Studies suggest that an average internal investigation can equate to a cost of around £40,000, based on the number of working days lost for all those involved. Not only does this include the staff members who require working hours dedicated to the investigation, but also time lost due to sick leave and disruption to all parties involved in the process.

Mediation carries a greatly reduced financial cost at a fraction of the price and enables the conflict to be dealt with at an early stage, to quickly minimise further disruption within the workplace. Mediation has a win/win outcome, in that the process strives to find workable solutions to the issue that have a benefit to all those involved. Participants have the opportunity to voice their concerns and feelings in a safe environment, enabling them to feel heard, recognised and empathised with by both the mediator and working colleague(s).

Mediation has a very high success rate, and this enables the involved parties to continue working together, rather than restructuring your teams. The staff members carrying out the mediation also demonstrate transferable communication skills which can be of benefit for almost any workplace interaction.

In the rare instances where a mediation is not successful, the most common reasons tend to be:

-A lack of commitment to fully engage and make the effort to build success through the mediation process.
-When the mediation takes place too late when the conflict has escalated too far.
-When parties are concerned that the mediator is not impartial, and is favouring the other person(s)
-If parties do not trust that the process will be kept entirely confidential.

Working with an external mediator, provided by CMP ensures the quickest possible response, enabling conflict to be dealt with at an early stage, thanks to our large pool of workplace mediators. The provision of a person external to the company ensures that parties can be fully confident to express their views without fear of repercussions, generate the highest level of trust, that the process is a confidential one.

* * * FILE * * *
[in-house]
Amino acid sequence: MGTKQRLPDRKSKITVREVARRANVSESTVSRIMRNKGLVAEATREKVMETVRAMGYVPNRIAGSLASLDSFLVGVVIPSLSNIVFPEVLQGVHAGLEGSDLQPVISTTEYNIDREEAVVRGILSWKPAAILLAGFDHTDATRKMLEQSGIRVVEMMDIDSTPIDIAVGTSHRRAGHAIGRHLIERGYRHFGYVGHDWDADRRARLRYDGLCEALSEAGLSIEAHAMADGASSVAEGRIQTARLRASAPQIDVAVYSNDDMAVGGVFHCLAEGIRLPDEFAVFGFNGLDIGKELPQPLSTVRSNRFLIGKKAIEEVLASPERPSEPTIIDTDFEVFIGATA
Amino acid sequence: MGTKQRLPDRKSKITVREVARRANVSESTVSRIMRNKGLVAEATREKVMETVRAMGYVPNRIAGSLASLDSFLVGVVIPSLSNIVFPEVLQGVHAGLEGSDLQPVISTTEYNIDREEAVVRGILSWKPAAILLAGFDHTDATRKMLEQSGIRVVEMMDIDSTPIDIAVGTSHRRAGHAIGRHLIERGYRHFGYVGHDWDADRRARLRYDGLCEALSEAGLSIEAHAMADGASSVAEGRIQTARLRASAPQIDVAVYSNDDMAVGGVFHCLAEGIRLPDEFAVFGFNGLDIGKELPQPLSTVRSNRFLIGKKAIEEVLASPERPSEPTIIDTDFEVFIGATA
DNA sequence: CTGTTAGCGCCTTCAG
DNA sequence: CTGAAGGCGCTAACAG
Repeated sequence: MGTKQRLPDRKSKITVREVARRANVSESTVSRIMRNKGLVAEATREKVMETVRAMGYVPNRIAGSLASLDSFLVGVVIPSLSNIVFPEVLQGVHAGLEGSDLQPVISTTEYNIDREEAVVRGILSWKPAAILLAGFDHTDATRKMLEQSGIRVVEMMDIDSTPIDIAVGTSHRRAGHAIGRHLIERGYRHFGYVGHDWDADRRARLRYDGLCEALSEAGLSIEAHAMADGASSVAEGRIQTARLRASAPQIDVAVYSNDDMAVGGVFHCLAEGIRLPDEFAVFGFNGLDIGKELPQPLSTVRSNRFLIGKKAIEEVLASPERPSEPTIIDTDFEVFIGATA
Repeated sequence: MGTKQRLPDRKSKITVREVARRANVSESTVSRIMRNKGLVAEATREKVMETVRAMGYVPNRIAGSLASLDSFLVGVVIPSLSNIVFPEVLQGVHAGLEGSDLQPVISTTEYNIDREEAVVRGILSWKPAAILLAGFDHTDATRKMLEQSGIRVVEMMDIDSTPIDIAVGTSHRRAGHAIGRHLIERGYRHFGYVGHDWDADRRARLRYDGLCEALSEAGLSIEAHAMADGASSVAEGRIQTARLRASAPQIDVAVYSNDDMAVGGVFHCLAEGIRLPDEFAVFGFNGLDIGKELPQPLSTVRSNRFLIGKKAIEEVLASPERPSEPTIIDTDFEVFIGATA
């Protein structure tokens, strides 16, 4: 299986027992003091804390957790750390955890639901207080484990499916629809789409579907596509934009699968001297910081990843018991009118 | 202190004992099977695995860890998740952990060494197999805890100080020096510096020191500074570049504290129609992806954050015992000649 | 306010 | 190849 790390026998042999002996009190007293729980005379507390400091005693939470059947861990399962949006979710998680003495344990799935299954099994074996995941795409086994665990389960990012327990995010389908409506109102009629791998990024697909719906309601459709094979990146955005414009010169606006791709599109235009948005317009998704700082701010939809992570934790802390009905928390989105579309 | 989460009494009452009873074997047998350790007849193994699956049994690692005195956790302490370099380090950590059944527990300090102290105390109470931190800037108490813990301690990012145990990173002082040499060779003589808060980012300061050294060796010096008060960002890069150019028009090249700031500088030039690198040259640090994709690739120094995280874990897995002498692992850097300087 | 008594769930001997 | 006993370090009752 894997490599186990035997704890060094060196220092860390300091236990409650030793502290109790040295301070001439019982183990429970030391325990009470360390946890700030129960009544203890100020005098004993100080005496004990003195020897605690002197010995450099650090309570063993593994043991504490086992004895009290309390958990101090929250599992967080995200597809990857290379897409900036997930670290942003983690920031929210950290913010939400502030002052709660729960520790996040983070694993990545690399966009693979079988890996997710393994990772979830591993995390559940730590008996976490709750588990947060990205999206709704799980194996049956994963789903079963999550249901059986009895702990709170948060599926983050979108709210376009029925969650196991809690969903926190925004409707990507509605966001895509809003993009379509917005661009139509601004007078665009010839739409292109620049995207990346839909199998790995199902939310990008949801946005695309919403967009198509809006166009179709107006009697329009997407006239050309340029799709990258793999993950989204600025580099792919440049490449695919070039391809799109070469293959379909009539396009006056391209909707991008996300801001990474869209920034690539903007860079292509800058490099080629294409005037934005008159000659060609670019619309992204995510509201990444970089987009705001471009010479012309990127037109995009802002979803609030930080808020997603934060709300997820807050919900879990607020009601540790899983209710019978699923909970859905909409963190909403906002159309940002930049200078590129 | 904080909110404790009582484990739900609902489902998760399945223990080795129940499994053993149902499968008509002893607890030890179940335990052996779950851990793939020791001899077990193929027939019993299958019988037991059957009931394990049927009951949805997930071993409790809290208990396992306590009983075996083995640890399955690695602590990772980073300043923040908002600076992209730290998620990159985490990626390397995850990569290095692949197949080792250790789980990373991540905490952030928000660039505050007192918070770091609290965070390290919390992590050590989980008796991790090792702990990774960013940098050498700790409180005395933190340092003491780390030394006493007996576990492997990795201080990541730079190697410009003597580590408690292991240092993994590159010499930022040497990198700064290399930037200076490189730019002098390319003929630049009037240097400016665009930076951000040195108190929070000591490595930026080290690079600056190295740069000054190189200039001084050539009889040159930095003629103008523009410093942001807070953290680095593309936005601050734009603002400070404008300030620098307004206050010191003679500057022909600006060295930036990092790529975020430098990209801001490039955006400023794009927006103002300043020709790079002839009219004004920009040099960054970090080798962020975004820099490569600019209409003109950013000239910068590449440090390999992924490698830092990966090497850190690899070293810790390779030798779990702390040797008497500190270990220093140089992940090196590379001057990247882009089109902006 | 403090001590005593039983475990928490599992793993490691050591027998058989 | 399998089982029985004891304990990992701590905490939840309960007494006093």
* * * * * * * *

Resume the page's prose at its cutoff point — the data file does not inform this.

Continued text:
At CMP we only provide work commissioned by organisations. On that basis, the organisation which you work for will be invoiced for the cost of the mediation.

Mediation is a complex process, and potentially a very sensitive process for the parties who are involved. The likelihood of success is greatly determined by the personal attributes, skills and experiences of the mediator. When selecting a person to conduct a workplace mediation, we believe that the following characteristics are largely important (many of which can be further developed through training):

-Excellent listening skills: being patient, attentive and understanding of what other people say
-Being non-judgemental: so not becoming drawn in and keeping own opinions private
-Being Open-minded: in order to respond constructively to a wide variety of people, ideas and thinking styles
-A self-awareness of their own thinking style and the impact it may have on others
-A self-awareness of own thoughts and feelings about conflict, own responses to conflict
-Ability to make choices during the mediation about how to respond
-Ability to take responsibility for own actions and words
-Capability to stay calm and respond positively, without blame to difficult behaviour
-Ability to think creatively
-Ability to respond constructively to people’s feelings including anger and distress
-A positive understanding of issues surrounding diversity and dignity at work
-Ability to work confidentially and resist pressures from the organisation/ others to disclose information
-An awareness of the impact one’s own social identity may have on perceptions of impartiality
-Good organisation and administrative skills

In theory, anyone. There are no minimum standards for practicing as a mediator in the UK, however at CMP, we would always advice some level of formal training. There are no entry requirements for our Mediation training courses. When recruiting the practitioners that provide our own Mediation services, we ask for a minimum of 5 years’ experience of carrying out mediations within the workplace.

There are a number of situations in which we would recommend using mediation. These include:

– To solve conflict resulting from structural problems in an organisation